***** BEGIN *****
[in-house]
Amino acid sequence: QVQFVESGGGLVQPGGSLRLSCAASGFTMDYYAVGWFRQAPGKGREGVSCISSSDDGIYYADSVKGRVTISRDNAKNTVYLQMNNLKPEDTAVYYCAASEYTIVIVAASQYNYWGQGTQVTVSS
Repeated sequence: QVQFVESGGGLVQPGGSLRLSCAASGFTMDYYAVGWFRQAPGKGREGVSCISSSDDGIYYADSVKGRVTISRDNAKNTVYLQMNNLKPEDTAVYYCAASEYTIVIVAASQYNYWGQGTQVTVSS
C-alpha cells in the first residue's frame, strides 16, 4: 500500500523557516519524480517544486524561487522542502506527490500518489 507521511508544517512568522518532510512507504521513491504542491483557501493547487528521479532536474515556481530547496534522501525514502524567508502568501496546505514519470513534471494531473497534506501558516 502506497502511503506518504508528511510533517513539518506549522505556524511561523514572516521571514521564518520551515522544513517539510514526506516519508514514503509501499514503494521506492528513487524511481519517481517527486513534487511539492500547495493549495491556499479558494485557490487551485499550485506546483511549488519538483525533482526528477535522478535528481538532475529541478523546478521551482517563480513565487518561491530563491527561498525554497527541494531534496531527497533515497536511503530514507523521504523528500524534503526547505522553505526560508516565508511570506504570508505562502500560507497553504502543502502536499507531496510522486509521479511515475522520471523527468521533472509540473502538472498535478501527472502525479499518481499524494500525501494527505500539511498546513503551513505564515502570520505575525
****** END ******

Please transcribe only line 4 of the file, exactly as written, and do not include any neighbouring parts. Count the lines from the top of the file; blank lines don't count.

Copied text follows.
C-alpha cells in the first residue's frame, strides 16, 4: 500500500523557516519524480517544486524561487522542502506527490500518489 507521511508544517512568522518532510512507504521513491504542491483557501493547487528521479532536474515556481530547496534522501525514502524567508502568501496546505514519470513534471494531473497534506501558516 502506497502511503506518504508528511510533517513539518506549522505556524511561523514572516521571514521564518520551515522544513517539510514526506516519508514514503509501499514503494521506492528513487524511481519517481517527486513534487511539492500547495493549495491556499479558494485557490487551485499550485506546483511549488519538483525533482526528477535522478535528481538532475529541478523546478521551482517563480513565487518561491530563491527561498525554497527541494531534496531527497533515497536511503530514507523521504523528500524534503526547505522553505526560508516565508511570506504570508505562502500560507497553504502543502502536499507531496510522486509521479511515475522520471523527468521533472509540473502538472498535478501527472502525479499518481499524494500525501494527505500539511498546513503551513505564515502570520505575525